2
$\begingroup$

According to the BBC Earth " Physics says that any event in our day-to-day lives could happen in reverse, at any time".Then why can't we just turn time backwards?enter image description here

$\endgroup$
  • $\begingroup$ Even when event happen in reverse, time still moves forward. $\endgroup$ – Anubhav Goel Feb 4 '16 at 11:08
  • $\begingroup$ All physical laws are time-reversal invariant; but it is due to second law that time travels forward; otherwise there can be Loschmidt's paradox. $\endgroup$ – user36790 Feb 4 '16 at 11:14
  • $\begingroup$ Relativly to which reference would time "flow"? $\endgroup$ – dan Feb 4 '16 at 18:45
4
$\begingroup$

So far there is no definitive answer as to why time flows forward. While many scientists speculate what may the cause of this asymmetry in time none of the options has been accepted as the one answer. Often these ideas lack a complete understanding of the underlying more complex principles that we cannot yet understand but here is one of the most common theories:

  1. The second law of thermodynamics is responsible for the time arrow. The universe tends towards higher entropy (disorder) because it is more likely. This is why we can only "move" in one direction. There are for example millions of ways to break one egg but there is only one way to arrange all the particles to make that one egg. It is so extremely unlikely that the egg would rebuild from its shattered form that it is virtually impossible. However, this theory has some flaws inherent to it and while it may be a candidate for explaining the time arrow phenomenon, the role of entropy in our universe itself is not fully understood.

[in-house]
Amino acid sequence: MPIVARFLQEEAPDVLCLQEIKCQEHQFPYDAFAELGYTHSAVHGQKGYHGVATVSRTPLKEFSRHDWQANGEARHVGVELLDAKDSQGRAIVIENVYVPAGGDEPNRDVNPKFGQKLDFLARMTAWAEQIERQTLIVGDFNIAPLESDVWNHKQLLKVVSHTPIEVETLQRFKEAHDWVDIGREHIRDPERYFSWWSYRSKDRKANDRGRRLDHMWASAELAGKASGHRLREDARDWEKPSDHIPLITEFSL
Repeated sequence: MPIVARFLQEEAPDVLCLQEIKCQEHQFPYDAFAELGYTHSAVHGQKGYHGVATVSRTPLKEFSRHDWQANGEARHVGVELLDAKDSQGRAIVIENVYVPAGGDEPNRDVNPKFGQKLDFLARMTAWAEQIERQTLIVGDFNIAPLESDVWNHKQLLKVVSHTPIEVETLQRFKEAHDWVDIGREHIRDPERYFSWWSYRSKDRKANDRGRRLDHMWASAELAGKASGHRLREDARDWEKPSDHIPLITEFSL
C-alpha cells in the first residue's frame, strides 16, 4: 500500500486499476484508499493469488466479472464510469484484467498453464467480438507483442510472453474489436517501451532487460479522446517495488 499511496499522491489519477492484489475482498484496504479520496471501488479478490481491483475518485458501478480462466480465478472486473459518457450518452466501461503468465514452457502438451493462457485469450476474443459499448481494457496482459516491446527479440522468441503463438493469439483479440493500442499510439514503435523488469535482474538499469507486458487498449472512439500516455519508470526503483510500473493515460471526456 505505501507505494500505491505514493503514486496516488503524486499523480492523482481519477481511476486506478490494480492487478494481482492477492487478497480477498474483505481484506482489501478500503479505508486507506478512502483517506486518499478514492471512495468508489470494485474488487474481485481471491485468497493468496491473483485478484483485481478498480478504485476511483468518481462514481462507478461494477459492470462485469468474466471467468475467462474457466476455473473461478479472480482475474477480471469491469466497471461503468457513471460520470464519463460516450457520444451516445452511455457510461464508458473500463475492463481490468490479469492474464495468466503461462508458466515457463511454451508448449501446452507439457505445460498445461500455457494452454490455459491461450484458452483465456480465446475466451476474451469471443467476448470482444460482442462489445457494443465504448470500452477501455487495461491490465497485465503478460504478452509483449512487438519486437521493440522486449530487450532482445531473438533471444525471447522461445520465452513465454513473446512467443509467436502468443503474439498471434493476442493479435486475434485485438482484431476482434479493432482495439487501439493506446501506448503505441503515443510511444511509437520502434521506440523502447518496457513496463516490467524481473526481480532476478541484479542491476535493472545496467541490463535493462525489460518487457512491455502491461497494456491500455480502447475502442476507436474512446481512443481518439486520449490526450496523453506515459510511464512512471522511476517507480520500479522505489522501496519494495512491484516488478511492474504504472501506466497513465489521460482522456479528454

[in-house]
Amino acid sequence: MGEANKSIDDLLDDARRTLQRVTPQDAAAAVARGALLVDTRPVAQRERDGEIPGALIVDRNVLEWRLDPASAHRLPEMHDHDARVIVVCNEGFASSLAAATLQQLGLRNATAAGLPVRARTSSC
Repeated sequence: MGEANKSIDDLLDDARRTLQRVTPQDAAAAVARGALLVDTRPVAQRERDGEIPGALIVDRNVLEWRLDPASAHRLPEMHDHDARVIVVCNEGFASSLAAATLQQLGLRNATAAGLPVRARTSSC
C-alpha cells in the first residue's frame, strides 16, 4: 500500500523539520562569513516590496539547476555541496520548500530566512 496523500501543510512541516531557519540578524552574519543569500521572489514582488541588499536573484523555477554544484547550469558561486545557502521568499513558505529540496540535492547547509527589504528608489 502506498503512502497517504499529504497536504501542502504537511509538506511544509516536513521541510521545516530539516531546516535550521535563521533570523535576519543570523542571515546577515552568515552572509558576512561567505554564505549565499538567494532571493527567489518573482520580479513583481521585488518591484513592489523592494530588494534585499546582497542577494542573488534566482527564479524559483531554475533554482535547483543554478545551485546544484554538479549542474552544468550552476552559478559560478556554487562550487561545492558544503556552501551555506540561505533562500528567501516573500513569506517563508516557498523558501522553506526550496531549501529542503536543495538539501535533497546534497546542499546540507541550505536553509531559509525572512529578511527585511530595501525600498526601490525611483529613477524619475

Brian Greene discusses the "time vector" in his book, The Fabric of the Cosmos, which makes for a great read if you have these kinds of questions.

$\endgroup$
  • $\begingroup$ The second law of thermodynamics is the definition of temperature. While the explanation of the thermodynamic arrow of time is correct, in some sense, it is also presented by most authors in a naive way. Time is not an abstract phenomenon but one that is linked to clocks. Clocks are systems far away from thermodynamic equilibrium. The very measurement of time introduces the thermodynamic concept. The real question is not about the arrow of time but how such a mechanism is so exquisitely synchronized across the entire universe. That's the missing piece. $\endgroup$ – CuriousOne Feb 4 '16 at 18:57
  • $\begingroup$ Feel free to make any amendments to the answer $\endgroup$ – Jaywalker Feb 4 '16 at 18:58
0
$\begingroup$

The big bang theory predicts that there will be an arrow of time and a lot of scientists agree that the universe started from a big bang. One attempted more complete explanation I saw before was that the big bang created a tendency for entropy to increase. I think that explanation is not correct because according to Bubble's answer to The statistical nature of the 2nd Law of Thermodynamics, the second law of thermodynamics hasn't been proven to be an absolute law.

Here's my theory on why there's an arrow of time. After the big bang started, following the time symmetrical fundamental laws created chaotic tendencies. Although time is continuous, we can still consider only times that are a multiple of a certain very short time unit after the big bang and explain the state of the universe at each one of them in terms of the state at the previous one of them. Let's consider a solid with an uneven distribution of heat at a certain time. The big bang set it into a time asymmetric state where heat diffuses randomly going to the next state but not going to the previous state. That state also leads the state at the next time to be time asymmetric where heat has a tendency to diffuse randomly going to the state after it but not going to the state before it.

$\endgroup$

Your Answer

By clicking “Post Your Answer”, you agree to our terms of service, privacy policy and cookie policy

Not the answer you're looking for? Browse other questions tagged or ask your own question.